Has anyone ever told you about some new diet thing they are doing, and they go on and on about how it works so well for them and tell you how you should try it too? Have you ever jumped around from one diet trend to the next, hoping this next one will be the answer?
So often when we want to make a change, we get so overwhelmed with all the different things we feel like we need to work on. We just want someone to give us the answer, or tell us some secret formula to success.
When it comes to changing our eating habits, so many people will seek out a diet that “works wonders” or “guarantees success”. Afterall, it is so much easier when someone else has laid out all the framework and you just need to learn the dogma of that diet and implement it, right?
Maybe not. What if I were to tell you there was no diet that works the same for everyone. There is no perfect diet. There is no superfood that is going to solve all that ails you. There is no “secret sauce” when it comes to making healthy lifestyle changes.
When you are changing your eating habits or your lifestyle, it might feel like you are in a space between old habits and new habits. It is uncomfortable because change is hard. It can even feel scary, especially when you need to change because of a new medical diagnosis. The idea of facing a significant change and trying new things can make it feel like you don’t know what you are doing. It can feel messy. That is why so many of us turn quick fixes and crash diets to give us the answers. But, to quote the wise Brene Brown: “The middle is messy, but that’s also where the magic happens”
We are all different in what motivates us to change, we are also all different in how we live our lives. We all value different things. We all eat for different reasons. We all like different foods. We all react differently to what life throws at us. Behind the idea of “dieting” (or diet culture) lives the notion that there is something wrong with how you eat or live your life. But don’t worry, whoever is selling this idea can also sell you the fix to correct all your wrongs! At least that is what they will have you believe.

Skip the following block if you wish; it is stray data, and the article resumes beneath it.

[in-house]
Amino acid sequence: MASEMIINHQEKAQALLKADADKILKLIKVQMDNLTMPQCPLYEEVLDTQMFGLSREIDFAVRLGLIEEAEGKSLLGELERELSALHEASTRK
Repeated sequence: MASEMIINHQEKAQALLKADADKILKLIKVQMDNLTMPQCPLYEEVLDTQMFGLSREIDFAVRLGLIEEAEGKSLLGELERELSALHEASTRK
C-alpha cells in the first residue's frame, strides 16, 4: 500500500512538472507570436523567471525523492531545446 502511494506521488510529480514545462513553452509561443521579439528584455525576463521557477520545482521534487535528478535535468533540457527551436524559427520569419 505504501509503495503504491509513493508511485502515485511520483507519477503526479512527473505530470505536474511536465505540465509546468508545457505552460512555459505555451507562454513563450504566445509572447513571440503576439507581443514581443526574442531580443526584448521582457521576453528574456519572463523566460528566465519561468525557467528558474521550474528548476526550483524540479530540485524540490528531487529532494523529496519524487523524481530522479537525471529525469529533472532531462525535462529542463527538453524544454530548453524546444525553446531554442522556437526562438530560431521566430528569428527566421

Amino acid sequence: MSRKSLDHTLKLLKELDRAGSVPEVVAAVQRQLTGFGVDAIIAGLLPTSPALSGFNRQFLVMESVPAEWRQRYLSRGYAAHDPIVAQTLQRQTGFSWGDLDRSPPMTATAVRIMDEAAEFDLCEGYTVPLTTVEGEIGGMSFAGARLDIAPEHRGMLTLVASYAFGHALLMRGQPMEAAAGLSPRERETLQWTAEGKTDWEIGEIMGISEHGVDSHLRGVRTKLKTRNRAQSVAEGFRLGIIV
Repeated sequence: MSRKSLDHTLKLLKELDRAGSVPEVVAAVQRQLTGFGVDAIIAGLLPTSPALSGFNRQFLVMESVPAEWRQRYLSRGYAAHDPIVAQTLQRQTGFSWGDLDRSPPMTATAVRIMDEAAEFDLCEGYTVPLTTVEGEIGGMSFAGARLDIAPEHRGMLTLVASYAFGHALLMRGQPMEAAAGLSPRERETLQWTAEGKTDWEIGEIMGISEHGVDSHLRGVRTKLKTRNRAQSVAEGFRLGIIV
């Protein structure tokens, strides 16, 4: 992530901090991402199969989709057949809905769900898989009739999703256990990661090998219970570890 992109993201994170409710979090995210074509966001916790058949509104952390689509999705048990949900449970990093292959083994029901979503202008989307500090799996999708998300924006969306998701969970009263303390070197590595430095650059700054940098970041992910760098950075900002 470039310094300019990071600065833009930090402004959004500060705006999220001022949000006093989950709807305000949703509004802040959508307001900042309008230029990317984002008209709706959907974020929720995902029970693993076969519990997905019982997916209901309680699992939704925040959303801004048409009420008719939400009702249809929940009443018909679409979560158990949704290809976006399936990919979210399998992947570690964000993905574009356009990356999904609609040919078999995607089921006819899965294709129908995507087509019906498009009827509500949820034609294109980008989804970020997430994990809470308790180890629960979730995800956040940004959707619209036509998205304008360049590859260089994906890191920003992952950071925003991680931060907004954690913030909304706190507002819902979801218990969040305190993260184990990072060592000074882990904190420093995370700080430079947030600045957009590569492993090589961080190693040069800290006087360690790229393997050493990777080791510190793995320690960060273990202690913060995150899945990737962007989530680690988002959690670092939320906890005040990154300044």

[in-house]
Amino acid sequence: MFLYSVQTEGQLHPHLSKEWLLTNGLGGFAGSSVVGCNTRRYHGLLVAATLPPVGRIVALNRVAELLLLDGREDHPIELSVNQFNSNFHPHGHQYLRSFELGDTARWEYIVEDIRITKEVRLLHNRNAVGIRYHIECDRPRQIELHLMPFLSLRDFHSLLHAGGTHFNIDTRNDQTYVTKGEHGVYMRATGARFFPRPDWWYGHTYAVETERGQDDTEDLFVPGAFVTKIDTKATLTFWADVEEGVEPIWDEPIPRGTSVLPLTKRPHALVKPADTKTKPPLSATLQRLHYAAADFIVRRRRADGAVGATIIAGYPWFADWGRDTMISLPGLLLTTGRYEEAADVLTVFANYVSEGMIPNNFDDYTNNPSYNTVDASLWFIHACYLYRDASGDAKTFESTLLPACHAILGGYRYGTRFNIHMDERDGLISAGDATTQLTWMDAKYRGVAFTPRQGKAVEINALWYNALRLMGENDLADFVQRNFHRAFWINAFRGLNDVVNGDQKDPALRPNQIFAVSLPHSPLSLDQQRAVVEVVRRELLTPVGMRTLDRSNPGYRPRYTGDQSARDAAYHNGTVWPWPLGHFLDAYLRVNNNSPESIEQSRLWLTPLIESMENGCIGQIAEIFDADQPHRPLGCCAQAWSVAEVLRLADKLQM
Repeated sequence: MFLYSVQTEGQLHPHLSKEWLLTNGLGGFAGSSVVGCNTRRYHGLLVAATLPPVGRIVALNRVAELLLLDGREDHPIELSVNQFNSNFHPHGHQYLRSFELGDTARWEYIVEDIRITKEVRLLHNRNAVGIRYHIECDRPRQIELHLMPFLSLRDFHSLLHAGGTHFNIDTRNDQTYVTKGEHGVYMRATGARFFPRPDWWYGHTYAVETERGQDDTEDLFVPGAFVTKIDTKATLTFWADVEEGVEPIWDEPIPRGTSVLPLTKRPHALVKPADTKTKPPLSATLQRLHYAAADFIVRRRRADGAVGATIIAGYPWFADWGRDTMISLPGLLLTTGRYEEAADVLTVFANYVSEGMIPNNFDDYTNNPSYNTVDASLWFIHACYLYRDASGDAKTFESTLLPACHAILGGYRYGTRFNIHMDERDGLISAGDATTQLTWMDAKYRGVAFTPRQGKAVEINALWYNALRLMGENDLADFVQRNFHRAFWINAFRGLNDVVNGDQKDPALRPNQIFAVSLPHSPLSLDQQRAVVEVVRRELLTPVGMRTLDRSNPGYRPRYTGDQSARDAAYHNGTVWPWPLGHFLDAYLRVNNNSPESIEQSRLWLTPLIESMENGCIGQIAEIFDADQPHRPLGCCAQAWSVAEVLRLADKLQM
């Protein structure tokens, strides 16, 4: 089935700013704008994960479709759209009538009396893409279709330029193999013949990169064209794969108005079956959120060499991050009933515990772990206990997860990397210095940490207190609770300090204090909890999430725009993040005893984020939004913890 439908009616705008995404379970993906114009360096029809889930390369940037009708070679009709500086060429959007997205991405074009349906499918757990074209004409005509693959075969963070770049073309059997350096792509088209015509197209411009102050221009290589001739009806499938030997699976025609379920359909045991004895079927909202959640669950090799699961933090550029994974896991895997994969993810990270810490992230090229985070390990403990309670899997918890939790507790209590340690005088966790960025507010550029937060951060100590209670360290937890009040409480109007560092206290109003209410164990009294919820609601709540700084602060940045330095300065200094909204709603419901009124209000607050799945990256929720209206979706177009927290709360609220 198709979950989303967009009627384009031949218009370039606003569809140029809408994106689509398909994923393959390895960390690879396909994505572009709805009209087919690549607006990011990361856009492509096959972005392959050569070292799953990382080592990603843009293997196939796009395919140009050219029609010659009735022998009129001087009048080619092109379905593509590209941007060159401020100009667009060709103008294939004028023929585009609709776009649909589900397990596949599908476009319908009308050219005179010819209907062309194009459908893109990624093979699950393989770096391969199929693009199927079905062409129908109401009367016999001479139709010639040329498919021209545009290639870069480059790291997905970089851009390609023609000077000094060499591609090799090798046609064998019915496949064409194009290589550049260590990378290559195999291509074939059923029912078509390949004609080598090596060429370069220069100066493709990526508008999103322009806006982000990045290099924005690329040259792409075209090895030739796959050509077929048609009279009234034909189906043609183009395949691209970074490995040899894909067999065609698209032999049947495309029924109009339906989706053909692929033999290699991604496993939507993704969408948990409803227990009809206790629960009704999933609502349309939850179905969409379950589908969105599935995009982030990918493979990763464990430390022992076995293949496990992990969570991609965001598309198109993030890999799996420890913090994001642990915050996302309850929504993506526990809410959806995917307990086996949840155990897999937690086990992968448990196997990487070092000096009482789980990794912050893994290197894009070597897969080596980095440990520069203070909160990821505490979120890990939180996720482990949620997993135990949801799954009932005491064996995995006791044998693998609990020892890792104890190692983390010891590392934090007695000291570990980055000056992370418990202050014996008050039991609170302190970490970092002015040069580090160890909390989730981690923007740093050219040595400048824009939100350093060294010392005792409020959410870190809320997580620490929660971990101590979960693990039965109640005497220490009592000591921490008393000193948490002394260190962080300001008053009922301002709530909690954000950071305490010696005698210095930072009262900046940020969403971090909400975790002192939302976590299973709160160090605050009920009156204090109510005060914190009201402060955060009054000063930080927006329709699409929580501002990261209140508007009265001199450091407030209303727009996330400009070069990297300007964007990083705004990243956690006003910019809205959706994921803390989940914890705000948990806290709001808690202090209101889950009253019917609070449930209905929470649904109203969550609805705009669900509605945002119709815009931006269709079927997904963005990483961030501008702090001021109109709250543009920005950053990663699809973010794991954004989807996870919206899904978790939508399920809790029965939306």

When I was around 13 years old, a middle aged woman said to me that she was sick of failing on all these weight loss diets... so on January 1st, she would go to the store to buy every weight loss product she could find. She was sure that this would finally be her answer. (which leads to the discussion around propagating body image ideals and diet culture to our youth, but that is a whole other blog post)
The thing is, that how can we expect long-term change from short-term solutions? How can we know that a “detox reset” is going to lead to any meaningful, sustainable change? What makes anyone so sure that a cookie-cutter, quick fix solution does anything to address the root cause?
When you want to change your behaviour, you need to learn why you behave and react the way that you do, so you understand your influences. If you just slap on a new behaviour, you are bypassing that important step.
Learn to be okay with that messy middle, that is where you learn all those valuable lessons. You might have some slip-ups. And is okay. Normal eating means being flexible. It means being compassionate toward yourself.
When you have a day that you find yourself feeling uncomfortable from eating more cookies in one sitting than you were hungry for, try not to let the shame monsters take over and guilt you over your lack of “willpower”. Instead, play detective and investigate what was going on that day that might have lead you do open up the cookie jar. Use that experience as a sacred lesson, so that when you are feeling like that again you can react differently. But always knowing that normal eating also means having cookies sometimes, because they taste darn good!
If you find yourself wondering what foods you need to eliminate or what “superfoods” you need to eat every day, just remember that healthy eating is about balance. It is about including a variety of foods, paying attention to when you are hungry or full, and best of all… enjoying the food you eat.
Figuring out what is best for you and your health can take some trial and error. But we need to shift our mindset away from “15 days to fitness”, and toward learning to take those small steps in the direction toward a healthy lifestyle that will last you many years.
Yes, the middle can get messy, but that is where you find out so much about yourself that will help you to keep those changes going strong for years to come. Because remember, that is where the magic happens.